Writing the Prescription for Wellness in Healthcare

Writing the Prescription for Wellness in Healthcare

By Dan Stanek

When we think about how we define “health,” increasing numbers of people are defining it well beyond “not being sick.” Our healthcare system, however, is built to treat us when we’re sick instead of keeping us well.

Start-ups, entrepreneurs and venture capitalists recognized the missed opportunity, and consumers found the endless wealth of wellness knowledge. The result is a $4.5 trillion global wellness market.

While segments of the market are seeking wellness solutions like cupping or acupuncture, most are taking a much more fundamental view on wellness. According to a recent study1, the most important attributes associated with physical and emotional well-being were “getting enough sleep” and “managing my stress”. Certainly, sleep, stress, fitness, diet/nutrition, and weight management are issues that are top of mind with wellness seekers. Most doctors would agree that these items are essential to “health,” but few are actively engaging in discussions on these topics with patients, despite strong interest and willingness to pay from patients.

Why aren’t doctors doing more to focus on wellness?

Why aren’t doctors doing more to focus on wellness? It starts with the healthcare and insurance systems, of course, but doctors incorporating more wellness thinking into their offerings could do wonders for people’s health and, in turn, improve the system that’s holding wellness back.

Most US healthcare providers are reliant on “payers” (insurance) as their key revenue mechanism. While insurance may not cover fundamental wellness services, many do not even consider that consumers are paying out of pocket for these services elsewhere. Just ask the thousands of health clubs, fitness coaches, Nutrisystems, WW (WeightWatchers), and myriad other providers taking advantage of consumer needs in core wellness areas. From an experience standpoint, the back and forth of dealing with insurance approvals, rejections and coverage rules, makes a subscription or membership model a more compelling alternative to those who can afford it.

Another key barrier to wellness discussions is simply time. Productivity pressures and administrative and reporting burdens place a major obstacle in the way of having meaningful conversations with patients about the totality of their health status.

However, in many cases, primary care doctors are simply not comfortable talking about wellness-related issues and treatments, because they are often not trained in those areas. They feel that there are specialists who can help patients, but that means a separate trip and the insurance dance to see that specialist.

So, today’s consumer is forced to fend for themselves in a wellness wilderness, ushering in a whole industry of Self Care. Online sources like WebMD, countless blogs, articles and product providers offer consumers information and home remedy solutions and non-prescription, natural and lifestyle means of alleviating health concerns. Who is offering this advice? Are they even real? What are their credentials? No one knows. One’s primary care doctor would be a strong, credible source of reliable information and advice if they were accessible and equipped to incorporate it into their health discussions and treatment plans.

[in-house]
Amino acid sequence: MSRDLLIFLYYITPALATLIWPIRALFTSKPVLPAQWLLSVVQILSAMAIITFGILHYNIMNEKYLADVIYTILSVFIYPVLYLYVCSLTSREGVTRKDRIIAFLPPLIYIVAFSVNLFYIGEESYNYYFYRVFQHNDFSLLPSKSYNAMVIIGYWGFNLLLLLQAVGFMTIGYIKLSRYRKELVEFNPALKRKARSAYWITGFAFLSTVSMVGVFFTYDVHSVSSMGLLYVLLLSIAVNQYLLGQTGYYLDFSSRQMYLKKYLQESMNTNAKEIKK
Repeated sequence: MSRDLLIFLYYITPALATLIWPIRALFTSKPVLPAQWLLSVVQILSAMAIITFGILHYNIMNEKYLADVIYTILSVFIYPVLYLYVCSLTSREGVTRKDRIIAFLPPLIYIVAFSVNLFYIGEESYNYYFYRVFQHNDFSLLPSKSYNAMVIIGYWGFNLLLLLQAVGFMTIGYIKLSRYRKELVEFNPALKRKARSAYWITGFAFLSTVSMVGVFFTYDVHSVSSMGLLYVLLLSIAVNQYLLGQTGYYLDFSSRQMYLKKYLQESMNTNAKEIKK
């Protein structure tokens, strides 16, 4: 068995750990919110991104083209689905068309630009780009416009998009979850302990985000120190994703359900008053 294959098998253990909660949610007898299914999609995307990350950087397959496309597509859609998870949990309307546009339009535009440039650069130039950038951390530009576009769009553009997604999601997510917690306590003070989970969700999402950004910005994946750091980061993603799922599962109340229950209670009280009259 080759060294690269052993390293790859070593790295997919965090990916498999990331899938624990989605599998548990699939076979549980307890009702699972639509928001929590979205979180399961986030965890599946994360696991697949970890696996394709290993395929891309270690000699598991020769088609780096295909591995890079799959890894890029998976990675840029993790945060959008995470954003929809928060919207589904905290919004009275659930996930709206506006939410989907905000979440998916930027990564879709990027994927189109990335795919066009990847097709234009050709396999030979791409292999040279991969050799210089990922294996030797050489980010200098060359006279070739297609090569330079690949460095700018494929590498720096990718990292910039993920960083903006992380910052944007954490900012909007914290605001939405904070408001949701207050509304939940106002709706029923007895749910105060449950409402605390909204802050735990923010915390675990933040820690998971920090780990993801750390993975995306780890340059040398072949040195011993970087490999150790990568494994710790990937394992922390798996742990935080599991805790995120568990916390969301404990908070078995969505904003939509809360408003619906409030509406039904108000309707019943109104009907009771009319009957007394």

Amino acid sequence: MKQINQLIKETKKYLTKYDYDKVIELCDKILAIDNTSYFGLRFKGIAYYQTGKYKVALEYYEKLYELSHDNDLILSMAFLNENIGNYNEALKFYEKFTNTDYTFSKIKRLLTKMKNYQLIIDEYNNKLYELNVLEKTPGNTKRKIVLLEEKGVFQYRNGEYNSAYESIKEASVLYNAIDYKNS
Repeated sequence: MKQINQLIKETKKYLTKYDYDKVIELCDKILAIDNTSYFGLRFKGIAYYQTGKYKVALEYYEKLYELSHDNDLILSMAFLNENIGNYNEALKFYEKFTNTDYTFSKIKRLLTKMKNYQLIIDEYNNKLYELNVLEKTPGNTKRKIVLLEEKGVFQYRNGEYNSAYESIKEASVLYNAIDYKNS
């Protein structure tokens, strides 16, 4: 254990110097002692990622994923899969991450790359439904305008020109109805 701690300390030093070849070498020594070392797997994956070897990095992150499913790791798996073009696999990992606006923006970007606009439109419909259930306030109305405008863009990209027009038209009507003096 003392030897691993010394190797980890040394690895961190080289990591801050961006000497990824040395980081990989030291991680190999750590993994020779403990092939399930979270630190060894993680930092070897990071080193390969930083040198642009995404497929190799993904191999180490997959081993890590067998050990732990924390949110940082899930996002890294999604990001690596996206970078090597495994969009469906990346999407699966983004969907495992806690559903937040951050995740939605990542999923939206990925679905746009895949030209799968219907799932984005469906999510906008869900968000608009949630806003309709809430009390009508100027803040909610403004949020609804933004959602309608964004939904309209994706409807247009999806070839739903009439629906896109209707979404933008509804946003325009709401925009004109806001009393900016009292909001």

Wearables, mobile apps, and other health monitoring products allow for a constant feed of information. With the new release of the interoperability rule, this will be of particular importance to both healthcare providers and patients for the foreseeable future. Forward thinking medical practitioners and health providers can incorporate that information into a complete picture of one’s “health” and allow for personalized recommendations. But few practices encourage such devices or would even know how to use the information gathered. This can be a wonderful opportunity to develop solutions for a powerful new approach. This on-going, day to day relationship with the patient/consumer’s health and lifestyle puts the practitioner in the position of being a health maintenance partner vs. an episodic person mechanic.

Some alternatives are starting to take form like Parsley Health. Parsley’s holistic wellness care is available in beautiful, relaxing spaces that look nothing like a doctor’s office or from the comfort of patients’ homes via telemedicine. Can you remember a time when you were able to spend 75 minutes with your primary care physician? Patients first visit to Parsley includes a 75-minute doctor’s visit that covers everything from a physical exam to discussions around lifestyle, diet and recommended next steps. That interview serves as the beginning of a collaborative relationship between patient and caregiver.

New models and options to incorporate wellness services into everyday healthcare provides an opportunity for healthcare providers to move away from “sick care” to truly embrace a “whole person” perspective to health. Innovation is needed to create new delivery models, technology ecosystems and payment models to support a broader definition of what healthcare really means to consumers. Our challenge to healthcare providers is this: think more like today’s consumers who just want to be well and think more like a wellness entrepreneur. Your patients should always feel like they’re in their comfort zone, so it’s time to step out of yours.

Would you like to talk to us about opportunities for your brand within health & wellness? Contact Dan Stanek at dan.stanek@wdpartners.com.

1 Source: Aon Hewitt/National Business Group on Health/The Futures Company
Dan Stanek
Dan Stanek
Executive Vice President
WD Partners
+1 614 634 7337

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